Icelandic magical staves

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Icelandic magical staves (Icelandic: galdrastafir) are sigils that were credited with supposed magical effect preserved in various Icelandic grimoires dating from the 17th century and later.[1][better source needed]

Table of magical staves[edit]

Icelandic name Manuscript description Image
Að unni “To get a girl”, this magical stave is used by a man in love to gain the affections of the object of his desires.[2]
Ægishjálmur Helm of Awe (or Helm of Terror); to induce fear, protect the warrior, and prevail in battle.[3] Aegishjalmr.svg
Angurgapi Carved on the ends of barrels to prevent leaking.[citation needed] Icelandic Magical Stave angurgapi.svg
Brýnslustafir For use on whetstones.[4] Icelandic Magical Stave brynslustafir.svg
Draumstafir To dream of unfulfilled desires.[4]
Dreprún To kill an enemy's cattle.[5]
Feingur A fertility rune.[4]
Gapaldur Two staves, kept in the shoes, gapaldur under the heel of the right foot and ginfaxi under the toes of the left foot, to magically ensure victory in bouts of Icelandic wrestling (glíma).[citation needed] Icelandic Magical Stave gapaldur.svg
Ginfaxi Icelandic Magical Stave ginfaxi.svg
Hólastafur To open hills.[citation needed] Icelandic Magical Stave holastafur.svg
Kaupaloki To prosper in trade and business.[citation needed] Icelandic Magical Stave kaupaloki.svg
Lásabrjótur To open a lock without a key. Icelandic Magical Stave lasabrjotur.svg
Lukkustafir Whoever carries this symbol with them encounters no evil, neither on the sea nor on the land.[6] Lukkustafir Huld Ms.png
Máladeilan To win in court.[7] Icelandic Magical Stave maladeilan.svg
Nábrókarstafur A stave used when making necropants (nábrók), a pair of trousers made from the skin of a dead man that are capable of producing an endless supply of money.[8]
Skelkunarstafur To make your enemies afraid.[9] (A similar looking stave is titled Óttastafur in the Huld Manuscript.) Icelandic Magical Stave ottastafur.svg
Rosahringur minni A lesser circle of protection.[citation needed] Icelandic Magical Stave rosahringurminni.svg
Smjörhnútur Butterknot, to find out if butter was made using milk stolen by a Tilberi.[10] Icelandic Magical Stave smjorhnutur.svg
Stafur gegn galdri Staves against witchcraft.[11] Icelandic Magical Stave stafurgegngaldri.svg
Stafur til að vekja upp draug To invoke ghosts and evil spirits.[citation needed] Icelandic Magical Stave stafurtiladvekjauppdraug.svg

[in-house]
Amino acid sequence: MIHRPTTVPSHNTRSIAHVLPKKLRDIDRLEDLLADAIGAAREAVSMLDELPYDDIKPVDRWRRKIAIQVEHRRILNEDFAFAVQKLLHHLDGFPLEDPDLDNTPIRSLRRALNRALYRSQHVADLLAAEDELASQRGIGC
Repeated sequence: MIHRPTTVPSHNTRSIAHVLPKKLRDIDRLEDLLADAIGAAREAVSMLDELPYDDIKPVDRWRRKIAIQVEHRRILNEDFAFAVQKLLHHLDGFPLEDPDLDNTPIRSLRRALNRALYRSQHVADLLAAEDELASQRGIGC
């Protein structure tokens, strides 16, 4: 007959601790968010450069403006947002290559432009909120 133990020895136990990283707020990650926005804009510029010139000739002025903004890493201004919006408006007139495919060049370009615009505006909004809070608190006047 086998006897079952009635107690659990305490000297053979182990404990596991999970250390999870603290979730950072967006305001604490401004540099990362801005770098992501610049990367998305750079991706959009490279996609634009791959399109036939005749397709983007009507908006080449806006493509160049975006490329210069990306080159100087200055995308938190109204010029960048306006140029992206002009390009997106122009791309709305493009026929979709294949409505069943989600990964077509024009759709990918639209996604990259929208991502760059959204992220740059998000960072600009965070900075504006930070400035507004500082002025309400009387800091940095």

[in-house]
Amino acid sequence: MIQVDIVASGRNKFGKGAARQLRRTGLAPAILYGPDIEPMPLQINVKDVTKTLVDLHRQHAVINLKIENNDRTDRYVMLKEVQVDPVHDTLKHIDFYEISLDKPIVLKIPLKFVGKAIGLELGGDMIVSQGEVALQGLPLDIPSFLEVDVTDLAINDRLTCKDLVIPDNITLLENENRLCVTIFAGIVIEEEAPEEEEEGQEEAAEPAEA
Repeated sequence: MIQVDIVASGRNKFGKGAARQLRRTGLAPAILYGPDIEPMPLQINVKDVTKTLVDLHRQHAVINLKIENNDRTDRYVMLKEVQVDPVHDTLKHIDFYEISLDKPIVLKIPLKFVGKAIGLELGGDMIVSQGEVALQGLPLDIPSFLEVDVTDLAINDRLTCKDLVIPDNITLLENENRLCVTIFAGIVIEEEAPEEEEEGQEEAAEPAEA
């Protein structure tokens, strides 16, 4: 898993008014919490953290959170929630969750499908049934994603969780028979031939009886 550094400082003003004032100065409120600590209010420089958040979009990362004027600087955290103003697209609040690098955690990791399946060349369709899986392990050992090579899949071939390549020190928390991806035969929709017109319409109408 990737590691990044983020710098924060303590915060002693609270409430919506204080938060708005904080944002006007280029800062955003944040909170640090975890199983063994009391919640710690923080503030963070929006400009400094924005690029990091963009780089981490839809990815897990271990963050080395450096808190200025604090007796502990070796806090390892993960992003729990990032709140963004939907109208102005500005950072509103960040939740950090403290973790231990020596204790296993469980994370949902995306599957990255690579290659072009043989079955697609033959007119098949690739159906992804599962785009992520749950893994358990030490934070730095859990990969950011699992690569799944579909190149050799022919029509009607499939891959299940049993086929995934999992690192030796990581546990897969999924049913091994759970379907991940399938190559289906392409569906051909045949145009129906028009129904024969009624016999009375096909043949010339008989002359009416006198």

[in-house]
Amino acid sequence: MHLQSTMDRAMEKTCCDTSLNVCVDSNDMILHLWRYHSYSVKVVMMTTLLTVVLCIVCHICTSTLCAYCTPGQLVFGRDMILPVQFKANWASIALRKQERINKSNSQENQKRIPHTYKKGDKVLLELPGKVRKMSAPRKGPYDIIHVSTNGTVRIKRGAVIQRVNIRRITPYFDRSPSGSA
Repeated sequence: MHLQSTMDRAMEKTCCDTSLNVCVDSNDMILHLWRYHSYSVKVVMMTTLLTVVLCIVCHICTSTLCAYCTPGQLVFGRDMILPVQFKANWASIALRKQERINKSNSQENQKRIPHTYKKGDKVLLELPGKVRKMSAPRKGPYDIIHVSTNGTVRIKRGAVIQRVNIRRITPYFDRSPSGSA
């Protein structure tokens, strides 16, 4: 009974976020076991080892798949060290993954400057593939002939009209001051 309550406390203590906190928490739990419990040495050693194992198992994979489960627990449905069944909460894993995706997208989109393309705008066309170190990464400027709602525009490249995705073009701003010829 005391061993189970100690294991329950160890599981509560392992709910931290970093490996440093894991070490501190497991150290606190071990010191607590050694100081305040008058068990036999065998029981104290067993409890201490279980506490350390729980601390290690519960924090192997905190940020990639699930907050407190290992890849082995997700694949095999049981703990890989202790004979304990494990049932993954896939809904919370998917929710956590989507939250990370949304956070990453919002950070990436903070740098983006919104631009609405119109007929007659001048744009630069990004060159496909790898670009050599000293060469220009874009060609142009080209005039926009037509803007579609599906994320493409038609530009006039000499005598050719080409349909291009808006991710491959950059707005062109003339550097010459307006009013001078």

Þjófastafur For use against thieves.[12]
Tóustefna To ward off foxes.[13]
Varnarstafur Valdemars Valdemar's Protection Stave; increases favor and happiness. Icelandic Magical Stave valdemar.svg
Vatnahlífir Protection against drowning.
Vegvísir To guide people through rough weather.[4] VegvisirHuld.png
Veiðistafur For luck in fishing.

See also[edit]

References[edit]

  1. ^ ""Staves or magical signs" Galdrastafir - Strandagaldur ~ Galdrasýning á Ströndum ~ Museum of Icelandic Sorcery & Witchcraft". www.galdrasyning.is.
  2. ^ Lbs 4375 8vo, Iceland, 1900-1949 in the National Library in Reykjavík
  3. ^ McCoy, Daniel. "The Helm Of Awe". Norse Mythology for Smart People. Retrieved 2 June 2017.
  4. ^ a b c d Huld Manuscript ÍB 383 4 in the National Library in Reykjavík
  5. ^ From a 17th-century grimoire, in the Antikvarisk-Topografiska Arkivet in Stockholm.
  6. ^ [1] Huld Manuscript ÍB 383 4] in the National Library in Reykjavík
  7. ^ From a 19th-century manuscript, lbs 4375 8vo, in the National Library in Reykjavík.
  8. ^ "Nábrókarstafur - Strandagaldur ~ Galdrasýning á Ströndum ~ Museum of Icelandic Sorcery & Witchcraft". www.galdrasyning.is.
  9. ^ From Skuggi. Ársritið Jólagjöfin 4. Ár. 1940. "GALDRA-SKRÆÐA" by Jochum M. Eggertson
  10. ^ "Butterknot - Tilberi ~ Museum of Icelandic Sorcery & Witchcraft". www.galdrasyning.is.
  11. ^ From a 17th-century manuscript, lbs 143 8vo, in the National Library in Reykjavík.
  12. ^ From a 17th-century medical text, am 434a 12mo, in the Arnemagnean Collection in Reykjavík.
  13. ^ From a 19th-century manuscript, lbs 4375 8vo, in the National Library in Reykjavík.

External links[edit]